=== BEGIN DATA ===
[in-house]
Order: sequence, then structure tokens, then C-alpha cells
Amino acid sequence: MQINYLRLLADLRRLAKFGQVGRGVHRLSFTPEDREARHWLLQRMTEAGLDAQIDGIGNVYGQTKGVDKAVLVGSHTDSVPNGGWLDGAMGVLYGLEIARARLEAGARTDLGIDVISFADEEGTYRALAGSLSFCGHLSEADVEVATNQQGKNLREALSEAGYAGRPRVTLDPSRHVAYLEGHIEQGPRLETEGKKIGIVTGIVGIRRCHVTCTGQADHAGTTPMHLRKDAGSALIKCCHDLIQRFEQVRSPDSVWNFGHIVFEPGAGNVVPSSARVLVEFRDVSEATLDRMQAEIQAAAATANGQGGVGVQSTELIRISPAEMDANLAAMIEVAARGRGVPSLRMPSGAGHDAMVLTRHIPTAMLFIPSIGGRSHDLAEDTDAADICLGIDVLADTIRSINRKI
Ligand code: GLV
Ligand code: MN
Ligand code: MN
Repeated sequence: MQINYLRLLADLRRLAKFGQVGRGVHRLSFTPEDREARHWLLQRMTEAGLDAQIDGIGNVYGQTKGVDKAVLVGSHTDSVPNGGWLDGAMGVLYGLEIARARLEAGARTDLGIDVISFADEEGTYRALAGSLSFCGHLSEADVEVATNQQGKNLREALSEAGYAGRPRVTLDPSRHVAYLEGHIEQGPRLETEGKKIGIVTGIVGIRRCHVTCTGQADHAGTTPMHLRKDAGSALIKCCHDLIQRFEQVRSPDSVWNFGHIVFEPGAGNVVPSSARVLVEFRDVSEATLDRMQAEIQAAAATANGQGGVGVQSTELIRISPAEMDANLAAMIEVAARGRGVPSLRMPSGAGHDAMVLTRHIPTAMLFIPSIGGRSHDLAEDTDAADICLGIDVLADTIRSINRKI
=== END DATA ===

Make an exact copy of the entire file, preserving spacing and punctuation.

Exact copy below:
[in-house]
Order: sequence, then structure tokens, then C-alpha cells
Amino acid sequence: MQINYLRLLADLRRLAKFGQVGRGVHRLSFTPEDREARHWLLQRMTEAGLDAQIDGIGNVYGQTKGVDKAVLVGSHTDSVPNGGWLDGAMGVLYGLEIARARLEAGARTDLGIDVISFADEEGTYRALAGSLSFCGHLSEADVEVATNQQGKNLREALSEAGYAGRPRVTLDPSRHVAYLEGHIEQGPRLETEGKKIGIVTGIVGIRRCHVTCTGQADHAGTTPMHLRKDAGSALIKCCHDLIQRFEQVRSPDSVWNFGHIVFEPGAGNVVPSSARVLVEFRDVSEATLDRMQAEIQAAAATANGQGGVGVQSTELIRISPAEMDANLAAMIEVAARGRGVPSLRMPSGAGHDAMVLTRHIPTAMLFIPSIGGRSHDLAEDTDAADICLGIDVLADTIRSINRKI
Ligand code: GLV
Ligand code: MN
Ligand code: MN
Repeated sequence: MQINYLRLLADLRRLAKFGQVGRGVHRLSFTPEDREARHWLLQRMTEAGLDAQIDGIGNVYGQTKGVDKAVLVGSHTDSVPNGGWLDGAMGVLYGLEIARARLEAGARTDLGIDVISFADEEGTYRALAGSLSFCGHLSEADVEVATNQQGKNLREALSEAGYAGRPRVTLDPSRHVAYLEGHIEQGPRLETEGKKIGIVTGIVGIRRCHVTCTGQADHAGTTPMHLRKDAGSALIKCCHDLIQRFEQVRSPDSVWNFGHIVFEPGAGNVVPSSARVLVEFRDVSEATLDRMQAEIQAAAATANGQGGVGVQSTELIRISPAEMDANLAAMIEVAARGRGVPSLRMPSGAGHDAMVLTRHIPTAMLFIPSIGGRSHDLAEDTDAADICLGIDVLADTIRSINRKI